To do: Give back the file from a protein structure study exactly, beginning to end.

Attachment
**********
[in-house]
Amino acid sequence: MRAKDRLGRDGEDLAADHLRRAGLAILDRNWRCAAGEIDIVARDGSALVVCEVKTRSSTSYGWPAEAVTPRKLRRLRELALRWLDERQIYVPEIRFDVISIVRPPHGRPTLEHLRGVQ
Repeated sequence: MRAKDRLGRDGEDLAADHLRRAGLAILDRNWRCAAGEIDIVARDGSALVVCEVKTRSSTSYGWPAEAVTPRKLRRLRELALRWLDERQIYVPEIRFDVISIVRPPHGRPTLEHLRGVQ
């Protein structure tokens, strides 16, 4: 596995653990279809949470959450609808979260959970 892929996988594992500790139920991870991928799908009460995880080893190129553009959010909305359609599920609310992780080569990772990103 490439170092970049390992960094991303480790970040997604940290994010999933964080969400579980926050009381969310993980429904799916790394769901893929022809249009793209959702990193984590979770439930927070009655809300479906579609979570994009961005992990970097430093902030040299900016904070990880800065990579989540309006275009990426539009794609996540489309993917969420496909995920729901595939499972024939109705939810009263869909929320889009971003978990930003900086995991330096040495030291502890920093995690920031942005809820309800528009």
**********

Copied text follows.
[in-house]
Amino acid sequence: MRAKDRLGRDGEDLAADHLRRAGLAILDRNWRCAAGEIDIVARDGSALVVCEVKTRSSTSYGWPAEAVTPRKLRRLRELALRWLDERQIYVPEIRFDVISIVRPPHGRPTLEHLRGVQ
Repeated sequence: MRAKDRLGRDGEDLAADHLRRAGLAILDRNWRCAAGEIDIVARDGSALVVCEVKTRSSTSYGWPAEAVTPRKLRRLRELALRWLDERQIYVPEIRFDVISIVRPPHGRPTLEHLRGVQ
């Protein structure tokens, strides 16, 4: 596995653990279809949470959450609808979260959970 892929996988594992500790139920991870991928799908009460995880080893190129553009959010909305359609599920609310992780080569990772990103 490439170092970049390992960094991303480790970040997604940290994010999933964080969400579980926050009381969310993980429904799916790394769901893929022809249009793209959702990193984590979770439930927070009655809300479906579609979570994009961005992990970097430093902030040299900016904070990880800065990579989540309006275009990426539009794609996540489309993917969420496909995920729901595939499972024939109705939810009263869909929320889009971003978990930003900086995991330096040495030291502890920093995690920031942005809820309800528009």